from the Iowa District Court for Jefferson County, Annette J.
Scieszinski (venue) and John M. Wright (trial and
Murphy appeals from the judgment and sentence entered on his
conviction of second-degree sexual abuse.
L. Campbell of Dickey & Campbell Law Firm, P.L.C., Des
Moines, for appellant.
J. Miller, Attorney General, and Thomas E. Bakke, Assistant
Attorney General, for appellee.
by Vogel, P.J., and Doyle and Bower, JJ.
Murphy appeals the judgment and sentence entered on his
conviction following a jury trial for second-degree sexual
abuse, in violation of Iowa Code section 709.3(1)(b) (2016).
Murphy asserts the court erred in denying his motions to
change venue and to strike jurors. He also asserts his trial
counsel was ineffective in failing to object to the
court's error related to the motion to strike, in failing
to move to strike three other jurors for cause, and in
failing to object when a witness violated the motion in
limine by vouching for the child victim. Finally, Murphy
asserts there was insufficient evidence of sexual abuse.
Because Murphy failed to show a substantial likelihood a fair
and impartial jury could not be found and because Murphy did
not prove prejudice resulting from his use of peremptory
strikes, the district court did not abuse its discretion.
Also, because the record is inadequate to address
Murphy's claims of ineffective assistance, we preserve
his claims for postconviction relief. Finally, because the
jury verdict was supported by substantial evidence and was
not against the weight of the evidence, we affirm.
Background Facts and Proceedings
following facts can be gleaned from the evidence presented to
the jury. On February 20, 2016, eleven-year-old A.T. and her
older sister, M.T., spent the night at Murphy's house.
Murphy was a family friend of the girls' parents after
being engaged to A.T.'s aunt, her mother's sister.
After his fiancé passed away the families remained
close. The girls referred to Murphy as "Uncle Matt"
and they considered him as part of the family, often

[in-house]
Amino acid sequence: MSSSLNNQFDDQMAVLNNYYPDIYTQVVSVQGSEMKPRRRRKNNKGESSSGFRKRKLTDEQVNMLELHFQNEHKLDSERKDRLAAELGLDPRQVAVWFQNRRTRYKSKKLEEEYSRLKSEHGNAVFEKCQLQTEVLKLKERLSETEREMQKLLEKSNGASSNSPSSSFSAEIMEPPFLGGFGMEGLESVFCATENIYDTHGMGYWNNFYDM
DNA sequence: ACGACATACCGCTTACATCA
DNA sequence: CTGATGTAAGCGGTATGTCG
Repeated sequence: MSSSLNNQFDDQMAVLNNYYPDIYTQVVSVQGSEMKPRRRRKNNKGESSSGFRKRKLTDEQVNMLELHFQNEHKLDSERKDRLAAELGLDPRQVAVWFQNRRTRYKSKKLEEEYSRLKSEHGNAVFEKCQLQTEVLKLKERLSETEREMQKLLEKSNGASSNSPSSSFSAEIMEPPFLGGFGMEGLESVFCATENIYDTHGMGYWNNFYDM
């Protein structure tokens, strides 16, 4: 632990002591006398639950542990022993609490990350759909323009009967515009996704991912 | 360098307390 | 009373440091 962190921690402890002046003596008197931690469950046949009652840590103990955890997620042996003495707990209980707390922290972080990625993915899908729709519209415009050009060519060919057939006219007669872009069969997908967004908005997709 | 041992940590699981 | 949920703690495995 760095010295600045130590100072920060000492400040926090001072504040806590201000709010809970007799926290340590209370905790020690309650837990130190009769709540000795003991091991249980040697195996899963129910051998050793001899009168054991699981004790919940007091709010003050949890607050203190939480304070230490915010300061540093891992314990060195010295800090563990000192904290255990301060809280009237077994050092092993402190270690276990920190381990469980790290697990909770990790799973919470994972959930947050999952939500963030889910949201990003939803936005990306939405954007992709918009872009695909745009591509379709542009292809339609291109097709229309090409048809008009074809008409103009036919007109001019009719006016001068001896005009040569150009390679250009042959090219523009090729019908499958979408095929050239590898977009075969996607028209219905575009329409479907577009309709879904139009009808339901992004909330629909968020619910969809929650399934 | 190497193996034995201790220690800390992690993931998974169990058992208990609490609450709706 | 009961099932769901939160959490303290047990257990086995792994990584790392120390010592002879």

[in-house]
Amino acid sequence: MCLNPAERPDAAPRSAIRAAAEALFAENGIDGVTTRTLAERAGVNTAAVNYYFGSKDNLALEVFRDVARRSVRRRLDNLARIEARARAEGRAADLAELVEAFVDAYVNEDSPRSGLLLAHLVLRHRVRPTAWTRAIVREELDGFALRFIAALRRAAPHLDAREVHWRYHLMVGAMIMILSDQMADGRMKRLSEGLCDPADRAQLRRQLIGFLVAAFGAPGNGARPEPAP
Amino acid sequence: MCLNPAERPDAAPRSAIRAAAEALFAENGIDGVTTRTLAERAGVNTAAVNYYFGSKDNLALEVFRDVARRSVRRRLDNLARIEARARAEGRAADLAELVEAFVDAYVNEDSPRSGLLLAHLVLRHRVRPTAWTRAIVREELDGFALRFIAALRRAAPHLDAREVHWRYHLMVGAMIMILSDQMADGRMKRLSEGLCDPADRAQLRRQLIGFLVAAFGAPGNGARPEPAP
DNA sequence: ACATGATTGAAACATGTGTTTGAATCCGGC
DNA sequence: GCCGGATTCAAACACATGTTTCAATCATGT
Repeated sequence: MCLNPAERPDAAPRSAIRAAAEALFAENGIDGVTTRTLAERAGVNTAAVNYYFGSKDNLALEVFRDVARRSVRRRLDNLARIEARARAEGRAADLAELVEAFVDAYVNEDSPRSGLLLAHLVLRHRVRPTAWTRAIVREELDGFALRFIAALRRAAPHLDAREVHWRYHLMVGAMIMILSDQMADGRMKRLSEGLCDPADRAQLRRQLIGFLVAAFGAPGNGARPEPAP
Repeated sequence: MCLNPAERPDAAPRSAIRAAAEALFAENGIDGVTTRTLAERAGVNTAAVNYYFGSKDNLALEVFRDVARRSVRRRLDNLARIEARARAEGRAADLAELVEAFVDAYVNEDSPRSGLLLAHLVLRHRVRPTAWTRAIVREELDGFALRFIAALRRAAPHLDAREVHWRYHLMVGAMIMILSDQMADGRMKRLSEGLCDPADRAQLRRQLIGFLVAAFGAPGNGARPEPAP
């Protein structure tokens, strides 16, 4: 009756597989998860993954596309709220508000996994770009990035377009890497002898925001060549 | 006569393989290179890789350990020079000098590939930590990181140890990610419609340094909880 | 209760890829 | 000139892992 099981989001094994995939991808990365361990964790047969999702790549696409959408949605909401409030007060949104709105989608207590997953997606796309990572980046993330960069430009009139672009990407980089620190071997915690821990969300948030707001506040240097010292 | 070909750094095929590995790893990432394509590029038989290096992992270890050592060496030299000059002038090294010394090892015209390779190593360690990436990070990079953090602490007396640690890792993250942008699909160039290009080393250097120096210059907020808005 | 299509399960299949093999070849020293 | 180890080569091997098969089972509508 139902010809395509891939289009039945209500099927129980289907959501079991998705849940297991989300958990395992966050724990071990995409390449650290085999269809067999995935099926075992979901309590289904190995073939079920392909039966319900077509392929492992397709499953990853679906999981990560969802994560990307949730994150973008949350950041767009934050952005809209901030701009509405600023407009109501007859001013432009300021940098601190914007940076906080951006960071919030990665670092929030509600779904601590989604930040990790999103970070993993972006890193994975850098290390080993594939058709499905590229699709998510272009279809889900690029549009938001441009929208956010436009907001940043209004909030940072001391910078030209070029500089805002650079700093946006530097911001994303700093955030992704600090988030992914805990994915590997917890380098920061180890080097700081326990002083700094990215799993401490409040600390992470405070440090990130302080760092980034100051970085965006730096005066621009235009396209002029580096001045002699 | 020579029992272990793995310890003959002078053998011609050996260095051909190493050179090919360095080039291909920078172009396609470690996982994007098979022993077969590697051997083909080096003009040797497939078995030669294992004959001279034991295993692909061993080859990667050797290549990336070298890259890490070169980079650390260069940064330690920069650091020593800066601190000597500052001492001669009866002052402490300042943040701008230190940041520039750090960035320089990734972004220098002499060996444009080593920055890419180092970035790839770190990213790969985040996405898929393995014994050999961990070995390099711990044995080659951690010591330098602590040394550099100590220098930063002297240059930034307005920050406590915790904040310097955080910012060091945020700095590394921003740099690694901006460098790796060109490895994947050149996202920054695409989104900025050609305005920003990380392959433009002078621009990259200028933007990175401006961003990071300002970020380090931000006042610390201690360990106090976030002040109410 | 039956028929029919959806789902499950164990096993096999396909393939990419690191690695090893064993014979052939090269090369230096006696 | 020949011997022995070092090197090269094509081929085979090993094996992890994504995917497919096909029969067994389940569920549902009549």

scheduling sleepovers even after Murphy became engaged to
families scheduled the February 20 sleepover so A.T. and M.T.
could meet Murphy's step-daughter-to-be. On the evening
of the sleepover, A.T., M.T., and their mother arrived at
Murphy's house at approximately 6:00 p.m. A.T.'s
mother stayed for about one hour to visit with Murphy while
the girls played outside on Murphy's trampoline. When
A.T.'s mother left, the three girls went inside to end
the night watching scary movies and T.V. shows before bed.
one of the movies, A.T. approached Murphy and sat on his lap
because she was cold. While she was seated on his lap, Murphy
lifted up the waistband of her pants and touched her
"private area," inside her underpants. A.T. acted
like she had been asleep then woke up, and Murphy pulled his
hand away. A.T. was scared but still acted like she was
asleep, and Murphy went upstairs to get the bed ready while
the other two girls stayed downstairs to play cards. Murphy
returned and carried A.T. upstairs to her bedroom where he
laid her down on her stomach. Murphy left the room
momentarily. A.T. saw him reenter the room and heard his
footsteps. He approached the side of the bed and placed
A.T.'s hand on his penis. A.T. still pretended to be
asleep with her eyes "barely open." She saw and
felt Murphy move her hand around his penis until she, again,
acted like she was waking up because she was shocked and
fully awake, A.T. asked to call her mom. A.T. initially told
her mother "goodnight" because Murphy was still in
the room. A few minutes later A.T. went to the bathroom to
wash her hand. Murphy stood in the hallway and said to her,